For some economic analyses, a flexible approach may be needed, reflecting the nature of effects delivered by different interventions or programmes. If health effects are relevant, the EQ‑5D‑based QALY should be used. When EQ‑5D data are not available from the relevant clinical studies included in the clinical evidence review, EQ‑5D data can be sourced from the literature. The methods used for identifying the data should be systematic and transparent. The justification for choosing a particular data set should be clearly explained. When more than 1 plausible set of EQ‑5D data is available, sensitivity analyses should be carried out to show the impact of the alternative utility values.

When EQ‑5D data are not available, published mapped EQ‑5D data should be used, or they may be estimated by mapping other health-related quality-of-life measures or health-related effects observed in the relevant studies to the EQ‑5D if data are available. The mapping function chosen should be based on data sets containing both health-related quality-of-life measures. The statistical properties of the mapping function should be fully described, its choice justified, and it should be adequately demonstrated how well the function fits the data. Sensitivity analyses exploring variation in the use of the mapping algorithms on the outputs should be presented.

In some circumstances, EQ‑5D data may not be the most appropriate or may not be available. Qualitative empirical evidence on the lack of content validity for the EQ‑5D should be provided, demonstrating that key dimensions of health are missing. This should be supported by evidence that shows that EQ‑5D performs poorly on tests of construct validity and responsiveness in a particular patient group. This evidence should be derived from a synthesis of peer-reviewed literature. In these circumstances, alternative health-related quality of life measures may be used and must be accompanied by a carefully detailed account of the methods used to generate the data, their validity, and how these methods affect the utility values.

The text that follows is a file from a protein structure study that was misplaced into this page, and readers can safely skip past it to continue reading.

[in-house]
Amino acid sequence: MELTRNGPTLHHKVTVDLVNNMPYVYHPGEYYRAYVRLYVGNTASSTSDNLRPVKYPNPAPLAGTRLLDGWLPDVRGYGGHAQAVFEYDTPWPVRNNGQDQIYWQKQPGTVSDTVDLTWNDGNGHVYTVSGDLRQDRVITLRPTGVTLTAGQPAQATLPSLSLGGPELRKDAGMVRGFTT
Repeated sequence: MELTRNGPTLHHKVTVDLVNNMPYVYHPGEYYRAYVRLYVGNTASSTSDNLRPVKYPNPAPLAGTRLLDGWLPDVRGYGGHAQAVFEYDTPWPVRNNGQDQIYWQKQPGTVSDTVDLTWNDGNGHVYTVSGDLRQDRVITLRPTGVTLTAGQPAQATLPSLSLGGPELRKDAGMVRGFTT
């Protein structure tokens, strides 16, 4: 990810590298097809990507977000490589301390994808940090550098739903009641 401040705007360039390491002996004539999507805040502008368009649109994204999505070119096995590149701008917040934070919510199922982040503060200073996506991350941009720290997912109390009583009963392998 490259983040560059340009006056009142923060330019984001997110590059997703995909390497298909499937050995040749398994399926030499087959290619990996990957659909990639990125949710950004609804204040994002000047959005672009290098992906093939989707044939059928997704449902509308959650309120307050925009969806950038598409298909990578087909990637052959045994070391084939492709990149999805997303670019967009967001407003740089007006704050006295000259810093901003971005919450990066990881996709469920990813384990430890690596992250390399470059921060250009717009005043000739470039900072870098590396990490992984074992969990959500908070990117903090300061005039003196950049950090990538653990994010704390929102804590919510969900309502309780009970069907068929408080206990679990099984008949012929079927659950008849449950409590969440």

When necessary, consideration should be given to alternative standardised and validated preference-based measures of health-related quality of life that have been designed specifically for use in children. The standard version of the EQ‑5D has not been designed for use in children. An alternative version for children aged 7 to 12 years is available, but a validated UK valuation set is not yet available.

As outlined in NICE's guide to the methods of technology appraisal 2013 and an accompanying position statement on use of the EQ-5D-5L valuation set (2017), the EQ‑5D 5‑level (5L) valuation set is not currently recommended for use by NICE. Guideline developers should:

  • Use the 3L valuation set for reference-case analyses, where available.

  • If data are available to allow mapping of EQ‑5D‑5L data to 3L, use the mapping function developed by van Hout et al. (2012) when several mapping functions are available (Hernandez Alava et al. 2017), for consistency with the current guide to the methods of technology appraisal.

The QALY remains the most suitable measure for assessing the impact of services, because it can incorporate effects from extension to life and experience of care. It can also include the trade‑offs of benefits and adverse events. However, if linking effects to a QALY gain is not possible, links to a clinically relevant or a related outcome should be considered. Outcomes should be optimised for the lowest resource use. The link (either direct or indirect) of any surrogate outcome, such as a process outcome (for example, bed days), to a clinical outcome needs to be justified. However, when QALYs are not used, issues such as trade‑offs between different beneficial and harmful effects need to be considered.

Measuring and valuing effects for non-health interventions

For some decision problems (such as for interventions with a social care focus), the intended outcomes of interventions are broader than improvements in health status. Here broader, preference-weighted measures of outcomes, based on specific instruments, may be more appropriate. For example, social care quality-of-life measures are being developed and NICE will consider using 'social care QALYs' if validated, such as the ASCOT (Adult Social Care Outcome Toolkit) set of instruments used by the Department of Health and Social Care in the Adult Social Care Outcomes Framework indicator on social care-related quality of life.